The book is an entertaining read, and I enjoyed it, but it does not live up to its subtitle: "Solving the Mystery of the Lost Romanovs." As long as some people will not let go of their vision of Anastasia, who still believe that Anna was the tsar's daughter, then the story goes on. There are also at least two "pretenders" who have said they are Alexei -- both are dead now, but their families press their claim. Since two bodies were never found -- those of Alexei and of one of the daughters -- it seems likely that this is one story that will never go away, a mystery that can never truly be solved.
  • Faulkree
The title says it all. I'm sorry Mr. Klier, but this book is EXACTLY like "The Romanovs: The Final Chapter" by Robert K. Massie. It may just be coincidence since they were published in the same year, but honestly, there isn't anything new in this book that cannot be found in Massie's or in Peter Kurth's "Anastasia: The Riddle of Anna Anderson". And now there is a rehashed version of "The Quest For Anastasia" called "A Romanov Fantasy: Life At the Court Of Anna Anderson" by Frances Welch. When does it end? One book copies one, and then another copies that one. Soon our history books will be nothing but rumors!!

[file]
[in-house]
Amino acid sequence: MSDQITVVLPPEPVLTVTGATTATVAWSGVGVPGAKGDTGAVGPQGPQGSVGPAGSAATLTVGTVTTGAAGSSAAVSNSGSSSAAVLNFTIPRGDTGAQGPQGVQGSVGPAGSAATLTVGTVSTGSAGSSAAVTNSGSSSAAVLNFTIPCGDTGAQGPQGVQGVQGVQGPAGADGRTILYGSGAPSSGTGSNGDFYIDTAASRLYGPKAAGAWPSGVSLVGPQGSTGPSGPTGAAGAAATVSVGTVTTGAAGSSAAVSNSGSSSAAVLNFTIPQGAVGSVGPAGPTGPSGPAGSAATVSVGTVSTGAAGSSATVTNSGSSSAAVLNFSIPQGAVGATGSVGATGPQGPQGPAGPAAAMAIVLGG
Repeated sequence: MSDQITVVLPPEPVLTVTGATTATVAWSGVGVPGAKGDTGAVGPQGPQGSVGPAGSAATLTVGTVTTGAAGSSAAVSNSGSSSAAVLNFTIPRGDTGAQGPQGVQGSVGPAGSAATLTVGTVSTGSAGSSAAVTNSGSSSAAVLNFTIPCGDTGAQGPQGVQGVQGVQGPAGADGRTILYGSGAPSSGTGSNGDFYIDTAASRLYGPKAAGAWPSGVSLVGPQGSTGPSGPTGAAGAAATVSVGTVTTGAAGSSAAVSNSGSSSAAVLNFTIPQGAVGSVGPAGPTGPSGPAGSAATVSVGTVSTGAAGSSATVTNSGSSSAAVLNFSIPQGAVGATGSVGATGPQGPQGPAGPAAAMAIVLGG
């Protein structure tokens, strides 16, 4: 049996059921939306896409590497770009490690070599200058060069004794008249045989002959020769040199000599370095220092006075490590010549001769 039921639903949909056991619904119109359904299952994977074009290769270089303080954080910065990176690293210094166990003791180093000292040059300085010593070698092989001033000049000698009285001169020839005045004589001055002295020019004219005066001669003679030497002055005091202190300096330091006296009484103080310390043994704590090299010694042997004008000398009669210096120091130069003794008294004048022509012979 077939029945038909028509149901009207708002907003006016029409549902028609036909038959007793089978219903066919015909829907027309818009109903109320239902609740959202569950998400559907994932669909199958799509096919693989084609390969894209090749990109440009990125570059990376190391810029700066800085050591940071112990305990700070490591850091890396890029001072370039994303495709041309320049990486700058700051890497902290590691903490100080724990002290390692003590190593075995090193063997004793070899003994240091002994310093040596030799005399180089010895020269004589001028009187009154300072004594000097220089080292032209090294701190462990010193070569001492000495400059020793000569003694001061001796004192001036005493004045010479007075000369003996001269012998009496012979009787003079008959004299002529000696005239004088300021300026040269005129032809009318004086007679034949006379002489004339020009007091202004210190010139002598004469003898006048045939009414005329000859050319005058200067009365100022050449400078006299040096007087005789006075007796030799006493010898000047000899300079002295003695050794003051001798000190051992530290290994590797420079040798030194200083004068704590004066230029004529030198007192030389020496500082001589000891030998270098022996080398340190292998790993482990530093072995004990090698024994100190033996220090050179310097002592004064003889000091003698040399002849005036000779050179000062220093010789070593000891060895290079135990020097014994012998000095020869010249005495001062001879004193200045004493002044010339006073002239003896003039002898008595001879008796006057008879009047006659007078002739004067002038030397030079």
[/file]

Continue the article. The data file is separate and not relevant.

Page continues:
• Usishele
I thought the book was excellent. I am 12 years old and have been very interested in the Romanovs since the age of 11. (I'm turning 13) I thought the book was so good I finished it in a day! I personally believe that Anastasia didn't survive, though I wish had, she didn't. The only thing I can say about Anna Anderson is that she must have been smart and lucky to be able to fool the people she did. With the information in the book I came to the conclusion that Miss Anderson wasn't her since she refused to do the tests and that there pretty much seemed to have given it away. The real Anastasia wouldn't have refused for giving DNA tests because she was the REAL Anastasia. So I think Anna Anderson was sly yet smart, but wasn't the real Anastasia. I suggest this book to any one who is interested in the Romanovs.
  • Vudomuro
This outstanding book focuses on the discovery and identification of the Romanov bones and the subsequent DNA testing. The book's strength lies in describing how the bones were found and not in the subjective non-scientific arguments as to whether Anna Anderson was Anastasia or Franziska Schanzkowska. This book is not clouded by the personal opinions of the authors. You won't find any self-serving statements or arguments in this book.
This is one of the best of the many books about the death of the last Czar and his family. It considers the various theories of what really happened, and provides valuable insights into the the individuals involved in this tragedy. A "must read" for anyone interested in this subject!